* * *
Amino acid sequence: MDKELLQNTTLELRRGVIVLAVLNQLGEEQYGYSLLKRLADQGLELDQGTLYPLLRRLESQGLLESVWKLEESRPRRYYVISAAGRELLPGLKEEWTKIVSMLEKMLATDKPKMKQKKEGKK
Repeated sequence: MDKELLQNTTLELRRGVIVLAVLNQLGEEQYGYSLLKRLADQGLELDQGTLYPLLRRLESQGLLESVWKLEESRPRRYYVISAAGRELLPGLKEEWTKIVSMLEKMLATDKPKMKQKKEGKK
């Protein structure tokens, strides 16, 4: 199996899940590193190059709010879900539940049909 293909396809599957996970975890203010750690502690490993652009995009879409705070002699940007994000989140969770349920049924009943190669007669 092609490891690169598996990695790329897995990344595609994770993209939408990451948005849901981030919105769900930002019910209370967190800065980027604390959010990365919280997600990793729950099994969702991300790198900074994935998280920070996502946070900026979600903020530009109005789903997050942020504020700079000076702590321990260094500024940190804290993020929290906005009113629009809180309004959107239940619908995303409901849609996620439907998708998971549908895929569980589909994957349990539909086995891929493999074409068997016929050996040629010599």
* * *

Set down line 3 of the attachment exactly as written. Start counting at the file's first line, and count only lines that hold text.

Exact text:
């Protein structure tokens, strides 16, 4: 199996899940590193190059709010879900539940049909 293909396809599957996970975890203010750690502690490993652009995009879409705070002699940007994000989140969770349920049924009943190669007669 092609490891690169598996990695790329897995990344595609994770993209939408990451948005849901981030919105769900930002019910209370967190800065980027604390959010990365919280997600990793729950099994969702991300790198900074994935998280920070996502946070900026979600903020530009109005789903997050942020504020700079000076702590321990260094500024940190804290993020929290906005009113629009809180309004959107239940619908995303409901849609996620439907998708998971549908895929569980589909994957349990539909086995891929493999074409068997016929050996040629010599």